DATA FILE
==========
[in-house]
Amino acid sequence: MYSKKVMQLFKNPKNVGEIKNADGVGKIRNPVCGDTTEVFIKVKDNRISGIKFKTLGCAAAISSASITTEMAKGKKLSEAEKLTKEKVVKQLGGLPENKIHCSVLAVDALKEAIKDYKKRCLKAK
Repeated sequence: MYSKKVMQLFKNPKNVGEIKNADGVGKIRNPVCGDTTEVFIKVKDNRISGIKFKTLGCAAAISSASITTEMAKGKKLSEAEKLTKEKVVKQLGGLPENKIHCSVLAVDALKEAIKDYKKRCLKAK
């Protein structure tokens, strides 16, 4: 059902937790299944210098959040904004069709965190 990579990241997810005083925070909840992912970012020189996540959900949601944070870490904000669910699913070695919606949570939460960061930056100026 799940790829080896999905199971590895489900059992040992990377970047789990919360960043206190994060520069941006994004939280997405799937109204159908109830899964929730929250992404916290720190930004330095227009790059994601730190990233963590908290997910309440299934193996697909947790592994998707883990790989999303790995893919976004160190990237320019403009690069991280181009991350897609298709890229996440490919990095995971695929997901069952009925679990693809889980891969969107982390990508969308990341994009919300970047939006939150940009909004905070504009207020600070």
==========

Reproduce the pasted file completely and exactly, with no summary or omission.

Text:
[in-house]
Amino acid sequence: MYSKKVMQLFKNPKNVGEIKNADGVGKIRNPVCGDTTEVFIKVKDNRISGIKFKTLGCAAAISSASITTEMAKGKKLSEAEKLTKEKVVKQLGGLPENKIHCSVLAVDALKEAIKDYKKRCLKAK
Repeated sequence: MYSKKVMQLFKNPKNVGEIKNADGVGKIRNPVCGDTTEVFIKVKDNRISGIKFKTLGCAAAISSASITTEMAKGKKLSEAEKLTKEKVVKQLGGLPENKIHCSVLAVDALKEAIKDYKKRCLKAK
């Protein structure tokens, strides 16, 4: 059902937790299944210098959040904004069709965190 990579990241997810005083925070909840992912970012020189996540959900949601944070870490904000669910699913070695919606949570939460960061930056100026 799940790829080896999905199971590895489900059992040992990377970047789990919360960043206190994060520069941006994004939280997405799937109204159908109830899964929730929250992404916290720190930004330095227009790059994601730190990233963590908290997910309440299934193996697909947790592994998707883990790989999303790995893919976004160190990237320019403009690069991280181009991350897609298709890229996440490919990095995971695929997901069952009925679990693809889980891969969107982390990508969308990341994009919300970047939006939150940009909004905070504009207020600070």